What’s Private and What’s Not?

After a recent visit to her pediatrician, I had a conversation with my 14-year-old daughter about her health. As is true for much of America’s youth, her BMI (body mass index) was getting high. I said, “Look, you can either take my advice about eating and exercise — which doesn’t seem to have been working all that well — or you might want to think about doing it another way using your phone.”

That other way is called Kurbo, which took a very successful pediatric behavior modification approach that I had heard about through my work on the board of the Lucile Packard Children’s Hospital and created an online health and weight management application. Kurbo was designed specifically to be a safe way to help kids learn to manage their weight. She said, “You mean, like an app?” I said, “Yes, you use it on your phone.” That was pretty much all I needed to say. She started using the app, which involves recording food intake every day using red, yellow, and green categories. The kids can immediately see how they’re doing.

Then, this week, CHCF released a compelling report by health economist Jane Sarasohn-Kahn titled Here’s Looking at You: How Personal Health Information Is Being Tracked and Used. It documents some of the extraordinary gains to be made in individual and public health due to the information explosion commonly referred to as “big data.” One benefit is the opening of opportunities to integrate care and perform vital public health functions such as tracking disease outbreaks. Another benefit is the proliferation of wellness tools and apps, which present great possibilities for people in rural areas or with rare or chronic diseases, not to mention those who just want to take off a few pounds.

The report also discusses the privacy implications for our personal health information — particularly the data we leave behind as we use search engines, smartphones, credit cards, digital medical devices, and of course apps. This so-called “data exhaust” has great value for marketers and others.

After reading this report, I took a closer look at the privacy information on the app my daughter is using. I admit that in my enthusiasm for a tool that was fun, safe, and engaging for her, I did not learn much about how her or our family data might be used, but I can be pretty sure that “third parties” will be involved somewhere along the line.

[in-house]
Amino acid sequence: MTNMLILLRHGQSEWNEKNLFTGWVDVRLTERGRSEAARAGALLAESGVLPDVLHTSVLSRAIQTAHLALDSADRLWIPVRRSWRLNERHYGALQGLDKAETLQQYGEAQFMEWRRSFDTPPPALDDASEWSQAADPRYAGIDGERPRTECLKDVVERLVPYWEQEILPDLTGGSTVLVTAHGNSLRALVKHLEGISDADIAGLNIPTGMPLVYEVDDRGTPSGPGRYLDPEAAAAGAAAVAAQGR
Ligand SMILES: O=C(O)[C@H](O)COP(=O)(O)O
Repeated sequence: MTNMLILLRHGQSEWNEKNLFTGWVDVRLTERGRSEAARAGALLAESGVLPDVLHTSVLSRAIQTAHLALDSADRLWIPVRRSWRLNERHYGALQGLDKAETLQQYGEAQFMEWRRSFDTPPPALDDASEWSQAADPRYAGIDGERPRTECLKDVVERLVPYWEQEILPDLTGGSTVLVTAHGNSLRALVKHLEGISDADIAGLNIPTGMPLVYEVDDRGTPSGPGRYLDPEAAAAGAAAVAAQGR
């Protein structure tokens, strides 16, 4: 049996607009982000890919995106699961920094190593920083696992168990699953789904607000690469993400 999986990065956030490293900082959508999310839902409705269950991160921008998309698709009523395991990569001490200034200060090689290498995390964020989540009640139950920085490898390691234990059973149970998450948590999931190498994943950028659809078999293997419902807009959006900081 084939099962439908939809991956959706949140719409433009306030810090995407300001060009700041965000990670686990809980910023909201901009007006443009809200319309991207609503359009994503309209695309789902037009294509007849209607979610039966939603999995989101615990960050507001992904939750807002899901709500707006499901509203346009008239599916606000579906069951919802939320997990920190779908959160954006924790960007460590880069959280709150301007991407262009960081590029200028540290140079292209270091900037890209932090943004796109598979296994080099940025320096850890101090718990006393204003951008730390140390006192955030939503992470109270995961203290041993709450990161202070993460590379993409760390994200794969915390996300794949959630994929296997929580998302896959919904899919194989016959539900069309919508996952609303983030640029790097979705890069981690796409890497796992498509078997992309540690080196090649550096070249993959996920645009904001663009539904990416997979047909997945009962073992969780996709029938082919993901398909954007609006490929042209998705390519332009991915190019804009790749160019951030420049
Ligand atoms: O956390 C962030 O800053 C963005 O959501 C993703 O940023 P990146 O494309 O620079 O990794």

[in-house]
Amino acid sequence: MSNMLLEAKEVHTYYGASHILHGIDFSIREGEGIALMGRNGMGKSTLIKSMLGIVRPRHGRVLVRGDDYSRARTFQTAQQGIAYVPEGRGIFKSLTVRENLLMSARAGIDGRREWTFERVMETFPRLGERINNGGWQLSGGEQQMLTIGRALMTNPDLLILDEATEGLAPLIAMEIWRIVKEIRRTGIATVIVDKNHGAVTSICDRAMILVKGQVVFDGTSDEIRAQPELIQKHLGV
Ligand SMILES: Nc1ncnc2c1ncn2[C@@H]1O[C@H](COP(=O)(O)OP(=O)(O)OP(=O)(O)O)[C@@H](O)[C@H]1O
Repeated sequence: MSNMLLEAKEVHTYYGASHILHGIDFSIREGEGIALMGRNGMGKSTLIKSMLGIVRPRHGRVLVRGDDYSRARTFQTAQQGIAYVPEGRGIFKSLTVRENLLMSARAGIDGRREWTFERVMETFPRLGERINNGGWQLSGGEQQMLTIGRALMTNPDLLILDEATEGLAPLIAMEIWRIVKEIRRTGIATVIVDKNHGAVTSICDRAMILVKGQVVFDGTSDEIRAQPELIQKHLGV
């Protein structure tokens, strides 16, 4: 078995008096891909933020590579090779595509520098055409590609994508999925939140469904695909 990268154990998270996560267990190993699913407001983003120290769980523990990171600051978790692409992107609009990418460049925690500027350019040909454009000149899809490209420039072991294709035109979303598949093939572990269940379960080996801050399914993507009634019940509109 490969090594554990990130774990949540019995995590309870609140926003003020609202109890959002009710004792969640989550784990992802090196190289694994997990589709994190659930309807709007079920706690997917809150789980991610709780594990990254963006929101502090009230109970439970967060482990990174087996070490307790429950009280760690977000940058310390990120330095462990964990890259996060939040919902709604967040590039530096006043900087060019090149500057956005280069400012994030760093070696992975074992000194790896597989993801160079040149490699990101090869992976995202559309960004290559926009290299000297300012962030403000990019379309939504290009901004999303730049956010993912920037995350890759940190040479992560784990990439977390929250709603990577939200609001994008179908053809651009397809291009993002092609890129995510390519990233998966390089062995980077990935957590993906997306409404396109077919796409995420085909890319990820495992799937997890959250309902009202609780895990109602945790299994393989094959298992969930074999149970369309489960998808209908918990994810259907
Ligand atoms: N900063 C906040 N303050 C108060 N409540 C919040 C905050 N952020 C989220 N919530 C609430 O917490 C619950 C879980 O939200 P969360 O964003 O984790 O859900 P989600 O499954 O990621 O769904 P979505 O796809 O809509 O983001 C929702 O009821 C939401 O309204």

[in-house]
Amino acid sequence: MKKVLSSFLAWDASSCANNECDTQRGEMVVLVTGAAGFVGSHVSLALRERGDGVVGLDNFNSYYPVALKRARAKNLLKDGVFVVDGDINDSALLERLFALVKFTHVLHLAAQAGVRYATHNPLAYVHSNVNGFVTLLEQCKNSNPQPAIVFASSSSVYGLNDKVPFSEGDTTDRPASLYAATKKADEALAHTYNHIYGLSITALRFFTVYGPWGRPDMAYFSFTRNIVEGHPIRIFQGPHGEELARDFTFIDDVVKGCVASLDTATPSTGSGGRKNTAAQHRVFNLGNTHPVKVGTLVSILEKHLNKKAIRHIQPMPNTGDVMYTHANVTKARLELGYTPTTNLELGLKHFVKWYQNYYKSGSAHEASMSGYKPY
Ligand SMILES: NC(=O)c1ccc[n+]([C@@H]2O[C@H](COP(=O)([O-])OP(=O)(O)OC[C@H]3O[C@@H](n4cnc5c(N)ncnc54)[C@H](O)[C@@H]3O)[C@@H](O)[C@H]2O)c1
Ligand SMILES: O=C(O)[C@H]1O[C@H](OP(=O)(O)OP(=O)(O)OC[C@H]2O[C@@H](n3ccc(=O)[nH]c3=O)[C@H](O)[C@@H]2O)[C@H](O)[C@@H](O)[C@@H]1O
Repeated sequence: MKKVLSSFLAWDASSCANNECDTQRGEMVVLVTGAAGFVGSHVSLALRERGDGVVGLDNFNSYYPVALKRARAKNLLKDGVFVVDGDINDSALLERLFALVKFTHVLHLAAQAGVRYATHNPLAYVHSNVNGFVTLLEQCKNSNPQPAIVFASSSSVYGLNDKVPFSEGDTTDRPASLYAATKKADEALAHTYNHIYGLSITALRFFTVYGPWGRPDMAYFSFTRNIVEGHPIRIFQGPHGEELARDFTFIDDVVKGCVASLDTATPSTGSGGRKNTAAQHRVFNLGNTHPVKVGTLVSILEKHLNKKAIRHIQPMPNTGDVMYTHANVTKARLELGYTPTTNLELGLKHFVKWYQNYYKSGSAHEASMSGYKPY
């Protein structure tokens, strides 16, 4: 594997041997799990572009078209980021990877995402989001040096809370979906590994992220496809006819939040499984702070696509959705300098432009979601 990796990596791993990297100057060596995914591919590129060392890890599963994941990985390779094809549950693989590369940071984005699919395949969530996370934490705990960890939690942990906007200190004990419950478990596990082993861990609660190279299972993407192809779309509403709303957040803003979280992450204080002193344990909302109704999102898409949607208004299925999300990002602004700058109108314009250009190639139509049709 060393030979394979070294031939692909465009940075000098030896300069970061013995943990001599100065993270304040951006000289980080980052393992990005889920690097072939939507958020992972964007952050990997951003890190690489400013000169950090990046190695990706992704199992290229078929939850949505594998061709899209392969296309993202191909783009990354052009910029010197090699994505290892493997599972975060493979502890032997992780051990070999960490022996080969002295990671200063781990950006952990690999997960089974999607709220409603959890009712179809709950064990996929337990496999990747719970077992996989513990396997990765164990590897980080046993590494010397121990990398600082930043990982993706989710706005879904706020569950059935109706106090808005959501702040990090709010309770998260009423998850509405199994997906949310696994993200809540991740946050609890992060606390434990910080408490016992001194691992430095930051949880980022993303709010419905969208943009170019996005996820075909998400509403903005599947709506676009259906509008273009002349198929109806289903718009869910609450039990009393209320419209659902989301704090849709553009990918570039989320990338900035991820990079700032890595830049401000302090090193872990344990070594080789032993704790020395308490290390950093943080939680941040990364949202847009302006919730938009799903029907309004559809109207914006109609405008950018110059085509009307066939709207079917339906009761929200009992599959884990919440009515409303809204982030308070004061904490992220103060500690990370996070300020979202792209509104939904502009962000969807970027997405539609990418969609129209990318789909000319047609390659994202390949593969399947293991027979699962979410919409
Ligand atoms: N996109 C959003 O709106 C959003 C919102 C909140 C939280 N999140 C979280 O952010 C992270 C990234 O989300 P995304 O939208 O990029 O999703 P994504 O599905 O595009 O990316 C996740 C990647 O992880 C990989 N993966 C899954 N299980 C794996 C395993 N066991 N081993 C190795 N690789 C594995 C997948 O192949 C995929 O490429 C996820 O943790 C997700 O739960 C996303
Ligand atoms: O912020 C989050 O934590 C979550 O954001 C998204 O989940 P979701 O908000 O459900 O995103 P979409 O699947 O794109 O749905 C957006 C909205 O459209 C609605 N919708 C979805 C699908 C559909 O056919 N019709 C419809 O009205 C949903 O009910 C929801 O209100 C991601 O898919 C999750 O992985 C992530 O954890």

I am not worried. In introducing my daughter to the Kurbo app, I made a calculated decision. As a mom I am primarily interested in whether it will work. Countless tools and apps have been developed in the area of weight management for good reason. We have an epidemic of overweight everybody, but particularly children and teens, and they’re all on their phones (in fact, that’s part of the problem). So if you’re trying to do an intervention, you go to where the kids are and what they’re comfortable with. Giving away access to some personal data is part of the “free app” deal.

What disturbs me more is the widely held belief that personal health data are protected by HIPAA (the federal Health Insurance Portability and Accountability Act of 1996), which is rapidly becoming obsolete in the world of big data and the Affordable Care Act. I see three main problems with what was a landmark law:

  • It is outdated. HIPAA has not begun to keep up with technology. As Sarasohn-Kahn has posted on her website: “Who knew in 1996, when HIPAA was codified, that cloud computing, smartphones, sensors, and online patient communities would become ubiquitous in the American health care landscape?”
  • It is less relevant. HIPAA was designed to protect patients with health conditions from being denied insurance coverage. But the Affordable Care Act eliminated this threat when it banned the practice of “preexisting condition” coverage denials.
  • It creates obstacles. Even health care providers, like me, who are charged with carrying out HIPAA requirements, have difficulty navigating the integration of mental health and physical health care, and the coordinated care of people with comorbidities. Sometimes HIPAA’s complex rules actually undermine effective case management.

Today, only a portion of our health data is kept by organizations that fall under HIPAA rules, and much of the information rolled up into our digital profiles is not directly related to health. As Sarasohn-Kahn points out, it is our eating, shopping, exercise, and buying habits, and more.

Big data is a powerful engine with enormous utility. In fact, I believe it would be better for government to embrace it rather than to be too cautious. At the same time, we need to ensure that a new form of redlining does not occur using personal data gathered outside the purview of HIPAA. It was hard enough for me to understand the trade-offs of letting my daughter use Kurbo. Others with less language proficiency and low health literacy could be at risk of giving away more information than they want to.

I don’t think the genie of big data will be put back into the privacy bottle. Cultural standards around privacy are generational, and they’re changing as fast as big data is growing. What I would consider personal and private, my daughter’s generation does not. The notion of the supremacy of privacy that I grew up with is quickly giving way to a culture of disinhibition.

So I caution my daughter: “There is no privacy. Anything that’s swiped or entered is in the airwaves. Whatever you want to keep truly private, you will have to be proactive in protecting from view.”

This is true for all of us. Sarasohn-Kahn clearly lays out some of the benefits and downsides of the changing data environment in her new report.

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